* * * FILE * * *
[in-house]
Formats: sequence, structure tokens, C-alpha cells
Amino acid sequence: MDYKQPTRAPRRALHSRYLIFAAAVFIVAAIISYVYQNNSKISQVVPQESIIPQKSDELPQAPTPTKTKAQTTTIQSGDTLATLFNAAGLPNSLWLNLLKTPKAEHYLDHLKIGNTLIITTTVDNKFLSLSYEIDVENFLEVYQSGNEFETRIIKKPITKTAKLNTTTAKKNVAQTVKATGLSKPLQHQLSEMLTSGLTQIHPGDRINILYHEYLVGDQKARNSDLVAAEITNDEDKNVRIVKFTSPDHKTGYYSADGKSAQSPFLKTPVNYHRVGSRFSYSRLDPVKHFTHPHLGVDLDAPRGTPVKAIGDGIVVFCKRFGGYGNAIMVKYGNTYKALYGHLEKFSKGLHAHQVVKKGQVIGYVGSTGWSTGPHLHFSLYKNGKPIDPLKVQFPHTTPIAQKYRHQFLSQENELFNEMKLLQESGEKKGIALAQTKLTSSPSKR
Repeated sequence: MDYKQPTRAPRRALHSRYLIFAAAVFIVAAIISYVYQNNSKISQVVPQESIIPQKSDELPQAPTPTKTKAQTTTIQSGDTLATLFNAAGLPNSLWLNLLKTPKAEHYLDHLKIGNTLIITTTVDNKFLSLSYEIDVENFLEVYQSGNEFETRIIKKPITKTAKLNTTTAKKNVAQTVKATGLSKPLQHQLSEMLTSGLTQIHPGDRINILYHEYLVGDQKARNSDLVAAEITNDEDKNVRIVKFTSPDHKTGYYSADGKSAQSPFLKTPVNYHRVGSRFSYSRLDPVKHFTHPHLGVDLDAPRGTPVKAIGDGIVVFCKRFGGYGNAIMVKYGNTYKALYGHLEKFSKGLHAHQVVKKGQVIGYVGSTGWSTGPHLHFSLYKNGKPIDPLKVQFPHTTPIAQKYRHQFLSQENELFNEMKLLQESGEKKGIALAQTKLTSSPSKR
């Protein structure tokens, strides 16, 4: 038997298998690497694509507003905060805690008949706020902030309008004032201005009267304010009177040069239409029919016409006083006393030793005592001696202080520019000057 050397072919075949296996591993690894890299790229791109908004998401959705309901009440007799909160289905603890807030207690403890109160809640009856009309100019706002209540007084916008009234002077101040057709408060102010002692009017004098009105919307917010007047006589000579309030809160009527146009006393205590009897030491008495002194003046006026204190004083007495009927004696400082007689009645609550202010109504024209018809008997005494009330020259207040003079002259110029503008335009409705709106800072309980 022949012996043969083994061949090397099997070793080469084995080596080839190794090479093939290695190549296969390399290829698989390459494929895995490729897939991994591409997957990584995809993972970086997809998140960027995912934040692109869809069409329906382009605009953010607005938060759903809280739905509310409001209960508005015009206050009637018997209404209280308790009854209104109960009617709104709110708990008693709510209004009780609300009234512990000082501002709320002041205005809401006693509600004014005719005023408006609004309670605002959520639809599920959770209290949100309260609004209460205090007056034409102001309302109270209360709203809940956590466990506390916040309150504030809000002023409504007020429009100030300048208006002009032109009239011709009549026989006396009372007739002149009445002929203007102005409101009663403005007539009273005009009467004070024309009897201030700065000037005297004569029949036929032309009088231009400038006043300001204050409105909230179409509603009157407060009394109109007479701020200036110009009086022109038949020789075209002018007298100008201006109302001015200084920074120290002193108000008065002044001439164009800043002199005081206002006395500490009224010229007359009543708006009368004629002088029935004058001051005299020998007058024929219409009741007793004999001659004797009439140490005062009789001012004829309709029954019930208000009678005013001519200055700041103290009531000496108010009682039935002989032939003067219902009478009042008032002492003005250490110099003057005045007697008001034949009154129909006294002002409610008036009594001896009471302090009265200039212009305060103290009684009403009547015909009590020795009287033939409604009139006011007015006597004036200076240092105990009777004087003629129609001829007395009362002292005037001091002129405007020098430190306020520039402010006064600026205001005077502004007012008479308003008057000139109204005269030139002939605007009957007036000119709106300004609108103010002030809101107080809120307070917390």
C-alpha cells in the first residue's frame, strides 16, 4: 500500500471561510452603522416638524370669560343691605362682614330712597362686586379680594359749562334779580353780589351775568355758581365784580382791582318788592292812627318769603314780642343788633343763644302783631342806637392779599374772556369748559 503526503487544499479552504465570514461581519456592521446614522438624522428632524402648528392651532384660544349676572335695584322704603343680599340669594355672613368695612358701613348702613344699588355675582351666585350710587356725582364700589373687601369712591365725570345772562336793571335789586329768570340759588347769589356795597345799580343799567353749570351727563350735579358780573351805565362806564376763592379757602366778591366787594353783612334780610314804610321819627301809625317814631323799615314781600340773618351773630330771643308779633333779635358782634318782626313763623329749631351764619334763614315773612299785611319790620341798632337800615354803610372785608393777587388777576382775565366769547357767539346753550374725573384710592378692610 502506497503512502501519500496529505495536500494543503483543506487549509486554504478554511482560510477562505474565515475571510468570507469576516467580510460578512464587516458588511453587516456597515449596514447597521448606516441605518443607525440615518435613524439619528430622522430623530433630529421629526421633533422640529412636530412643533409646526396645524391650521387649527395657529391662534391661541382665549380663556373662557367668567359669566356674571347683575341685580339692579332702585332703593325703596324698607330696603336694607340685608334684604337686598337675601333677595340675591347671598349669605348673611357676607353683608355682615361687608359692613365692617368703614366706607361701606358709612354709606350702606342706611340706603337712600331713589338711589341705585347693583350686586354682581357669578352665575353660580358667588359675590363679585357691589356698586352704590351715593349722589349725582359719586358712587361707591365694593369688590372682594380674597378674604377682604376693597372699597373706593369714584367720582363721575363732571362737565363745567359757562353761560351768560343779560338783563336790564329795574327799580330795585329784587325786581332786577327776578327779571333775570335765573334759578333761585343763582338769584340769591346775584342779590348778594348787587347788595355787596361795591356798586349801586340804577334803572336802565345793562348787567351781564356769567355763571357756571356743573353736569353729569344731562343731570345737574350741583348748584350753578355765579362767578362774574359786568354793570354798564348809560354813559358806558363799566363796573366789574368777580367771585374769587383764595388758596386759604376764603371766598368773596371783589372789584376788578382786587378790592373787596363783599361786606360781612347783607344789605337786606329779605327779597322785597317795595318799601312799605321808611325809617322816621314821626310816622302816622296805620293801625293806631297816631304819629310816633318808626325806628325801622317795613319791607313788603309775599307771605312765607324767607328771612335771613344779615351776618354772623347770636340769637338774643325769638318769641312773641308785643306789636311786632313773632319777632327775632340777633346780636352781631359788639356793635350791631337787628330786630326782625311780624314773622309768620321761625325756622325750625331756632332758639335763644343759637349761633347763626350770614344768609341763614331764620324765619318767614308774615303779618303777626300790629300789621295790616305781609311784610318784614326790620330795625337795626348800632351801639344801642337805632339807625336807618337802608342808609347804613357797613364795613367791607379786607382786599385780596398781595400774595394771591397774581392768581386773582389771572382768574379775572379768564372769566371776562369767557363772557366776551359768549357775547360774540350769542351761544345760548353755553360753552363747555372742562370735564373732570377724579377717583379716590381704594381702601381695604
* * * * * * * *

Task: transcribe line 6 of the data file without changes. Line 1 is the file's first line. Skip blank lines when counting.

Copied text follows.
C-alpha cells in the first residue's frame, strides 16, 4: 500500500471561510452603522416638524370669560343691605362682614330712597362686586379680594359749562334779580353780589351775568355758581365784580382791582318788592292812627318769603314780642343788633343763644302783631342806637392779599374772556369748559 503526503487544499479552504465570514461581519456592521446614522438624522428632524402648528392651532384660544349676572335695584322704603343680599340669594355672613368695612358701613348702613344699588355675582351666585350710587356725582364700589373687601369712591365725570345772562336793571335789586329768570340759588347769589356795597345799580343799567353749570351727563350735579358780573351805565362806564376763592379757602366778591366787594353783612334780610314804610321819627301809625317814631323799615314781600340773618351773630330771643308779633333779635358782634318782626313763623329749631351764619334763614315773612299785611319790620341798632337800615354803610372785608393777587388777576382775565366769547357767539346753550374725573384710592378692610 502506497503512502501519500496529505495536500494543503483543506487549509486554504478554511482560510477562505474565515475571510468570507469576516467580510460578512464587516458588511453587516456597515449596514447597521448606516441605518443607525440615518435613524439619528430622522430623530433630529421629526421633533422640529412636530412643533409646526396645524391650521387649527395657529391662534391661541382665549380663556373662557367668567359669566356674571347683575341685580339692579332702585332703593325703596324698607330696603336694607340685608334684604337686598337675601333677595340675591347671598349669605348673611357676607353683608355682615361687608359692613365692617368703614366706607361701606358709612354709606350702606342706611340706603337712600331713589338711589341705585347693583350686586354682581357669578352665575353660580358667588359675590363679585357691589356698586352704590351715593349722589349725582359719586358712587361707591365694593369688590372682594380674597378674604377682604376693597372699597373706593369714584367720582363721575363732571362737565363745567359757562353761560351768560343779560338783563336790564329795574327799580330795585329784587325786581332786577327776578327779571333775570335765573334759578333761585343763582338769584340769591346775584342779590348778594348787587347788595355787596361795591356798586349801586340804577334803572336802565345793562348787567351781564356769567355763571357756571356743573353736569353729569344731562343731570345737574350741583348748584350753578355765579362767578362774574359786568354793570354798564348809560354813559358806558363799566363796573366789574368777580367771585374769587383764595388758596386759604376764603371766598368773596371783589372789584376788578382786587378790592373787596363783599361786606360781612347783607344789605337786606329779605327779597322785597317795595318799601312799605321808611325809617322816621314821626310816622302816622296805620293801625293806631297816631304819629310816633318808626325806628325801622317795613319791607313788603309775599307771605312765607324767607328771612335771613344779615351776618354772623347770636340769637338774643325769638318769641312773641308785643306789636311786632313773632319777632327775632340777633346780636352781631359788639356793635350791631337787628330786630326782625311780624314773622309768620321761625325756622325750625331756632332758639335763644343759637349761633347763626350770614344768609341763614331764620324765619318767614308774615303779618303777626300790629300789621295790616305781609311784610318784614326790620330795625337795626348800632351801639344801642337805632339807625336807618337802608342808609347804613357797613364795613367791607379786607382786599385780596398781595400774595394771591397774581392768581386773582389771572382768574379775572379768564372769566371776562369767557363772557366776551359768549357775547360774540350769542351761544345760548353755553360753552363747555372742562370735564373732570377724579377717583379716590381704594381702601381695604